It wasn’t too long ago I had an interesting discussion with Clifton LeJeune. He’s a pastor at a church in Louisiana called Jesus Worship Center click here for website. I noticed on his church’s website there was no statement of faith, no beliefs or anything. This is always suspect to me. I would never recommend attending a church that didn’t post a statement of faith even if it was simple. So I sent a basic e-mail inquiring why this was so. I eventually made a point to call him and it was upon discussion that I learned of the good reason of not posting their beliefs. They held heretical doctrines. That is to say, they held doctrines that are outside the norm of Christianity for the last 2000 years.
Some people who may not know better may instantly jump to a conclusion. “There are so many churches out there, what’s the big deal if another wants to believe different than the church across the street?” In the name of brevity, I’ll put it like this. One church may disagree on having drums in worship or singing hymns. Another may even have different views of baptism or communion. But there comes a point in disagreements where we don’t agree on anything because one of those areas is so crucial.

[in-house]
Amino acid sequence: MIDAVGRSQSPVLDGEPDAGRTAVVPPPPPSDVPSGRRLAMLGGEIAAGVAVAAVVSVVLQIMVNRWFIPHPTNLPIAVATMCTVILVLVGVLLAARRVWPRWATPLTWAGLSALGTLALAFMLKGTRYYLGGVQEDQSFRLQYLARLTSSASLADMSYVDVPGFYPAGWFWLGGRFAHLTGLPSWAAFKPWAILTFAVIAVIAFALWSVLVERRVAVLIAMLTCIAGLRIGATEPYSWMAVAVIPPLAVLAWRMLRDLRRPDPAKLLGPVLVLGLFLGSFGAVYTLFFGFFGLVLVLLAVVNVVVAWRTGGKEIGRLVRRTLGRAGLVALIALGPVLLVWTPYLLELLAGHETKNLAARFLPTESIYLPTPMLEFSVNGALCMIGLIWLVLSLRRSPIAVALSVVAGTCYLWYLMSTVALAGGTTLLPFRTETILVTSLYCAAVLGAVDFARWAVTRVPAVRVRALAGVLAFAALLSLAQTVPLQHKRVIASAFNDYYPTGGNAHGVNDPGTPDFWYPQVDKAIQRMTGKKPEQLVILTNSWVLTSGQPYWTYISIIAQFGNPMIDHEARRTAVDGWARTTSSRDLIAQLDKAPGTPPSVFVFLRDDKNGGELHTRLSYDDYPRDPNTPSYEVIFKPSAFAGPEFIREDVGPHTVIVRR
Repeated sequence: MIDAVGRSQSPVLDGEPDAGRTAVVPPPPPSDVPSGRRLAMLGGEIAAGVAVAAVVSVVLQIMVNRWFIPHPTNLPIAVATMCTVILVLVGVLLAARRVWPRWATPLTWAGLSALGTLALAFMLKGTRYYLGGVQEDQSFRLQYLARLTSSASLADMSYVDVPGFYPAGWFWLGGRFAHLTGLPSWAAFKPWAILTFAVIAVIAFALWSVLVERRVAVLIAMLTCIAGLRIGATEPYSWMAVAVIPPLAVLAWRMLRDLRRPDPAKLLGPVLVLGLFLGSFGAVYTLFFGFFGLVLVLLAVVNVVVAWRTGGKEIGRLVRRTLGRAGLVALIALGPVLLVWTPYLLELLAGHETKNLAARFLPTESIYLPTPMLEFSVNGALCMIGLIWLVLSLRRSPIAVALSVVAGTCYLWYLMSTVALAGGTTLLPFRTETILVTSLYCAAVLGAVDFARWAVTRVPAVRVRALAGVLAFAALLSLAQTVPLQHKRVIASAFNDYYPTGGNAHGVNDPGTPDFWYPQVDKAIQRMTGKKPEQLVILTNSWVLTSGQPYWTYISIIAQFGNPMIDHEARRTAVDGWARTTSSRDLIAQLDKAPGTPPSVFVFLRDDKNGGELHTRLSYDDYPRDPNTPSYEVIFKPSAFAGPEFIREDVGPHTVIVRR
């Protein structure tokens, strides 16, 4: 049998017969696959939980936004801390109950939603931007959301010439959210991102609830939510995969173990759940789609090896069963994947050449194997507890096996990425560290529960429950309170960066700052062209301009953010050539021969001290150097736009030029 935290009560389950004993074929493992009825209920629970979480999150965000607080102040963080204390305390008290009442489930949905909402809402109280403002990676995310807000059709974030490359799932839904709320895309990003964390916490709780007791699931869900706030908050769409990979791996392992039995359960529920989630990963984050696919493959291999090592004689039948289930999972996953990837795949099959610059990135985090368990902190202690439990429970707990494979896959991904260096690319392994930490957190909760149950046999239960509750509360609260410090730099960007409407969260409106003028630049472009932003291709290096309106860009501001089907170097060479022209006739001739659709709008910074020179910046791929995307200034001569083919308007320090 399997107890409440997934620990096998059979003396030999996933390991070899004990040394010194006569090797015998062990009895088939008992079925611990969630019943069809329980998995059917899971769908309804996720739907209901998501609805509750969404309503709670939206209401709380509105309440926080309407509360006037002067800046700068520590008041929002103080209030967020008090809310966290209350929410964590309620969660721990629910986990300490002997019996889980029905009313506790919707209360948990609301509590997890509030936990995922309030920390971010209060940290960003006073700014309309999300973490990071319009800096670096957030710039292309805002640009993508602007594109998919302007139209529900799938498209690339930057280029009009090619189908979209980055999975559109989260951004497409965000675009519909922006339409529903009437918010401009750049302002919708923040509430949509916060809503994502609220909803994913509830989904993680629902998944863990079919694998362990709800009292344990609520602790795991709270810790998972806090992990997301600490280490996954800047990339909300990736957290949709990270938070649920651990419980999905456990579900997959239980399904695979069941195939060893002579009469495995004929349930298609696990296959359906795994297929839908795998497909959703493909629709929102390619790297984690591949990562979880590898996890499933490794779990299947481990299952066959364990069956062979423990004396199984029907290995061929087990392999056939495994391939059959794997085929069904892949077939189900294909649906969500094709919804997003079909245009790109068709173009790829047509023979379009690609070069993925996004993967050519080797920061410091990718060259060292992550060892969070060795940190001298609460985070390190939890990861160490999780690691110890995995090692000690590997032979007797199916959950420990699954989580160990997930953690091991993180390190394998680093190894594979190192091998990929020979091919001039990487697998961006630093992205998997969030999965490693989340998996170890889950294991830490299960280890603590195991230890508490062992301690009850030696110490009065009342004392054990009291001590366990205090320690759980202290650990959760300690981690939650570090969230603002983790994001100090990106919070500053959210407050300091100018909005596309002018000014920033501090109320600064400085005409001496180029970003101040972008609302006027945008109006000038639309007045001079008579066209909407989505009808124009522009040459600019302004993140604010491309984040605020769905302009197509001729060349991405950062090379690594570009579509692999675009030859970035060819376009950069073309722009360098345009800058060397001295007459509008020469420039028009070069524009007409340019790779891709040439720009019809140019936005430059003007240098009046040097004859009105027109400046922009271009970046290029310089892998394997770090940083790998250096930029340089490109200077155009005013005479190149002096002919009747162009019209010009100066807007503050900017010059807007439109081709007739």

Understand something, I can disagree with another person on wether we have communion once a month or once a week. But notice, we agree on the core of our faith. The problem comes when the disagreement is at the core, then there is no agreement anywhere. Where Rev. LeJeune has gone wrong is in his understanding and profession of who God is. Not only does he deny the trinity, but he adheres to Modalism. In short, this heretical doctrine holds that God does not exist in a Trinity but has changed modes through time. Modalism while recognizing the deity of Christ denies the distinct persons of the Trinity and this becomes problematic with their theology and their doctrines of salvation.
Here is another blog I found highlighting some troubled areas of Modalism. click here